Lactose Intolerance is more common than you think. In the United States alone, around 30 to 50 million people are lactose intolerant. In other words, their bodies cannot easily digest lactose, which is a type of natural sugar in milk and dairy products.
When a lactose intolerant person consumes milk or dairy prodmucts, lactose would move through the large intestine without being digested thoroughly. When that happens, the person would experience discomfort including stomach pain, gas and bloating. Some people are more lactose intolerant than others, meaning while others can digest small amounts of milk products, others cannot take in milk or milk products completely.
Lactose intolerance isn't really a big issue except that milk is the main source of calcium, and that calcium deficiency could lead to a host of health problems, primarily involving the bones. With that said, it is quite obvious that the biggest challenge for lactose intolerant people is to get enough calcium without experiencing discomfort brought about by milk consumption. Here are some ways to cope with this condition.
Limit Intake of Milk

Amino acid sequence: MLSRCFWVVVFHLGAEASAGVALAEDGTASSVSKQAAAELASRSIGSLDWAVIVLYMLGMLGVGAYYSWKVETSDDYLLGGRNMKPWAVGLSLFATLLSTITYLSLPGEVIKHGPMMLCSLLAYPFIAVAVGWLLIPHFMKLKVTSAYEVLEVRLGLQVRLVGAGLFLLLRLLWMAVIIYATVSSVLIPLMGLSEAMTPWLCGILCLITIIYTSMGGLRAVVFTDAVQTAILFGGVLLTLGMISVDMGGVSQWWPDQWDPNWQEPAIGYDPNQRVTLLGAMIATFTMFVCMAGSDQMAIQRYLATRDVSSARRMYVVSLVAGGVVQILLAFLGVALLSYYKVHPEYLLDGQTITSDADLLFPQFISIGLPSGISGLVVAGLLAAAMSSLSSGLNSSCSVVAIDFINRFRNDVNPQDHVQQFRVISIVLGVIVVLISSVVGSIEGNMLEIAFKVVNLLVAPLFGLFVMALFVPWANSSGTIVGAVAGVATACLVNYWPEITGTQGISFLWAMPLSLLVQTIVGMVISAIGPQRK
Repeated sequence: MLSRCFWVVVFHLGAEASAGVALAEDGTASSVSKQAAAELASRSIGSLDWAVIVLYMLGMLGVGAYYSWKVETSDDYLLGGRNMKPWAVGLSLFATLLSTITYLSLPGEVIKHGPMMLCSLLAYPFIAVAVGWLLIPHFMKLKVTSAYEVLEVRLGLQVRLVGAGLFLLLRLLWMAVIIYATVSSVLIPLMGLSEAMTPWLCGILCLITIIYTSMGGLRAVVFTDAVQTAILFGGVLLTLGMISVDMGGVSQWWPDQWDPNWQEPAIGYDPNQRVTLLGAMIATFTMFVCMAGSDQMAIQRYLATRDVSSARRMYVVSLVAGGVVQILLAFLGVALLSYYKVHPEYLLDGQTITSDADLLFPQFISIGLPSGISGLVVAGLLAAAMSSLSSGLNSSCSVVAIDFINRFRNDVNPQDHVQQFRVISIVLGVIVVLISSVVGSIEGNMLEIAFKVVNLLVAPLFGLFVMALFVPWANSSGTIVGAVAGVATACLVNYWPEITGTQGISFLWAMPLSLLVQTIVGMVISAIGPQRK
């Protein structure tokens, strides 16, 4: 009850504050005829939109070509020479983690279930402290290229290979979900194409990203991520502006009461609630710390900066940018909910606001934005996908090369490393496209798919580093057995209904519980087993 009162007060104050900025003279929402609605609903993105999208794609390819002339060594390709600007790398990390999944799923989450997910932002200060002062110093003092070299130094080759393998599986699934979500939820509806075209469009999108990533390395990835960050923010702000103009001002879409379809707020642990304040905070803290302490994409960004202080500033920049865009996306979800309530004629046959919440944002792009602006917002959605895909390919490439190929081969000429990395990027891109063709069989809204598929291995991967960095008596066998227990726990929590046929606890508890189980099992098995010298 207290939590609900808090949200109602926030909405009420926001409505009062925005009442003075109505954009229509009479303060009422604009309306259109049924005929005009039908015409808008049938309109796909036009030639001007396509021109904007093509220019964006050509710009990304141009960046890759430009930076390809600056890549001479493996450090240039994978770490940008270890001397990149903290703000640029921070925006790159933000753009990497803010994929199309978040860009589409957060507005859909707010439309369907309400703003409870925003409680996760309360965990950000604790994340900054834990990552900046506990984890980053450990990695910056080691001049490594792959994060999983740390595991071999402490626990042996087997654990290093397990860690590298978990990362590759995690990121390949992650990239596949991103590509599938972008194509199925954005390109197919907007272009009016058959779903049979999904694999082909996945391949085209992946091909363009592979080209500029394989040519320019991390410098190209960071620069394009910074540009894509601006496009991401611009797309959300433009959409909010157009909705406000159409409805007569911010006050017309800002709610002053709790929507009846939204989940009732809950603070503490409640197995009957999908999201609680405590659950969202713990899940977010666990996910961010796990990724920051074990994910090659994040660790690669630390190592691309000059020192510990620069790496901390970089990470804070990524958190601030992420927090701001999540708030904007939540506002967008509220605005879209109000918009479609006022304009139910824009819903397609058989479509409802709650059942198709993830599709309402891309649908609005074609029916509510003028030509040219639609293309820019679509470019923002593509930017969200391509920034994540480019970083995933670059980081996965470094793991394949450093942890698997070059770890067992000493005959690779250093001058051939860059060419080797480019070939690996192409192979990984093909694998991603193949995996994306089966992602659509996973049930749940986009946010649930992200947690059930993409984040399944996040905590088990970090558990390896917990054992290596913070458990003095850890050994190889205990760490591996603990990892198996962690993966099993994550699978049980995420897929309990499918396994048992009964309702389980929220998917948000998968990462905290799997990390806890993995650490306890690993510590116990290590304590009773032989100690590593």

The first sensible thing to do would be to limit the amount of milk and dairy products in your diet. So planning your diet is a must. Keep in mind that many people can only take in about 10g of lactose everyday. An example of this would be a full glass of milk. All types of milk (whether low-fat, non-fat or whole milk) contain the same amount of lactose.
Milk products on the other hand, contain different amounts. For example, Swiss and cheddar cheese have lesser lactose than other dairy products. To determine if a certain dairy product would cause problem or not, try eating a small amount first and observe if symptoms would appear before proceeding to eating more of it.
Drink Milk with Other Foods
Another way to cope with lactose intolerance is to drink milk while you eat other foods that are not dairy. For example, combining milk and cereal would mean fewer symptoms than if you just consume milk on its own.
Consume Dairy in Small Amounts
Instead of a one-time big-time milk drinking spree, spread it throughout the day. If you are lactose intolerant, you would experience less symptoms if you consume small frequent amounts of milk and dairy products than if you would gorge down a full glass of milk or eat a whole bar of cheese during breakfast.
Go For Products with Reduced Lactose
If you go around the supermarket, you'll find many milk products that contain less amount of lactose. These products can help relieve symptoms. But you need to consult your doctor first since reduced lactose products can raise blood sugar levels, and therefore they are not recommended for people with diabetes.
While milk is the primary source of calcium, it is not the only source. You can get calcium from nondairy foods like broccoli, collards, kale, okra, turnip greens, almonds, sardines, tuna, salmon, and calcium-fortified products like cereals, juices, soymilk, tofu and soybeans. Make sure that you get sufficient vitamin D through oily fish, egg yolks and supplements to help the body absorb calcium.